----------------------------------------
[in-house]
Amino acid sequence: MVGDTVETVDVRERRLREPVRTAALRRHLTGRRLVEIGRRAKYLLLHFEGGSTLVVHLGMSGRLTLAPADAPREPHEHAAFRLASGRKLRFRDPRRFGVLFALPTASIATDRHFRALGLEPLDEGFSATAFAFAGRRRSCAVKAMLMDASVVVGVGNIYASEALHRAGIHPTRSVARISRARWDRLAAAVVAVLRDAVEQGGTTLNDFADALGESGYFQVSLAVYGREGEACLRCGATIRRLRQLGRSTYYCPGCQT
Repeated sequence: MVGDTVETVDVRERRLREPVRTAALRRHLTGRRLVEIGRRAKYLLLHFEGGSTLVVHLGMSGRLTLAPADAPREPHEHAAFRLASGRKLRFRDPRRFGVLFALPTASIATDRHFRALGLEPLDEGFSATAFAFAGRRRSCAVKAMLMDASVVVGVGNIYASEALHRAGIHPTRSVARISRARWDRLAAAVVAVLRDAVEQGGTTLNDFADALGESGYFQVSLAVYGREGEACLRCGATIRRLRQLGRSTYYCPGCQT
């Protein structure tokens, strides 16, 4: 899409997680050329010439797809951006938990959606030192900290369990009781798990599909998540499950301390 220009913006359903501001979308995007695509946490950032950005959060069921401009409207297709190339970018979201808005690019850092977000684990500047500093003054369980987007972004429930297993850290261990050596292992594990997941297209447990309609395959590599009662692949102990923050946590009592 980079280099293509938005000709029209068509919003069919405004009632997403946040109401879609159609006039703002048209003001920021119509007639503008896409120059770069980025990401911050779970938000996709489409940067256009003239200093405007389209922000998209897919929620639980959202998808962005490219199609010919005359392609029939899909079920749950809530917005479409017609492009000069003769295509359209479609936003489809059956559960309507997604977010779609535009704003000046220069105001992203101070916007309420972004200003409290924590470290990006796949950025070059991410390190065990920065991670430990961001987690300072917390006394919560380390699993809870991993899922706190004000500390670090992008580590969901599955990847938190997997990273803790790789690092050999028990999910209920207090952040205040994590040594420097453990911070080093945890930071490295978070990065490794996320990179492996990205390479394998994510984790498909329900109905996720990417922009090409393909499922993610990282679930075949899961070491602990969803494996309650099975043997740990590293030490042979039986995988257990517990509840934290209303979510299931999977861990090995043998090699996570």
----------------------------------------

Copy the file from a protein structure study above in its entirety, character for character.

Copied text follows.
[in-house]
Amino acid sequence: MVGDTVETVDVRERRLREPVRTAALRRHLTGRRLVEIGRRAKYLLLHFEGGSTLVVHLGMSGRLTLAPADAPREPHEHAAFRLASGRKLRFRDPRRFGVLFALPTASIATDRHFRALGLEPLDEGFSATAFAFAGRRRSCAVKAMLMDASVVVGVGNIYASEALHRAGIHPTRSVARISRARWDRLAAAVVAVLRDAVEQGGTTLNDFADALGESGYFQVSLAVYGREGEACLRCGATIRRLRQLGRSTYYCPGCQT
Repeated sequence: MVGDTVETVDVRERRLREPVRTAALRRHLTGRRLVEIGRRAKYLLLHFEGGSTLVVHLGMSGRLTLAPADAPREPHEHAAFRLASGRKLRFRDPRRFGVLFALPTASIATDRHFRALGLEPLDEGFSATAFAFAGRRRSCAVKAMLMDASVVVGVGNIYASEALHRAGIHPTRSVARISRARWDRLAAAVVAVLRDAVEQGGTTLNDFADALGESGYFQVSLAVYGREGEACLRCGATIRRLRQLGRSTYYCPGCQT
């Protein structure tokens, strides 16, 4: 899409997680050329010439797809951006938990959606030192900290369990009781798990599909998540499950301390 220009913006359903501001979308995007695509946490950032950005959060069921401009409207297709190339970018979201808005690019850092977000684990500047500093003054369980987007972004429930297993850290261990050596292992594990997941297209447990309609395959590599009662692949102990923050946590009592 980079280099293509938005000709029209068509919003069919405004009632997403946040109401879609159609006039703002048209003001920021119509007639503008896409120059770069980025990401911050779970938000996709489409940067256009003239200093405007389209922000998209897919929620639980959202998808962005490219199609010919005359392609029939899909079920749950809530917005479409017609492009000069003769295509359209479609936003489809059956559960309507997604977010779609535009704003000046220069105001992203101070916007309420972004200003409290924590470290990006796949950025070059991410390190065990920065991670430990961001987690300072917390006394919560380390699993809870991993899922706190004000500390670090992008580590969901599955990847938190997997990273803790790789690092050999028990999910209920207090952040205040994590040594420097453990911070080093945890930071490295978070990065490794996320990179492996990205390479394998994510984790498909329900109905996720990417922009090409393909499922993610990282679930075949899961070491602990969803494996309650099975043997740990590293030490042979039986995988257990517990509840934290209303979510299931999977861990090995043998090699996570």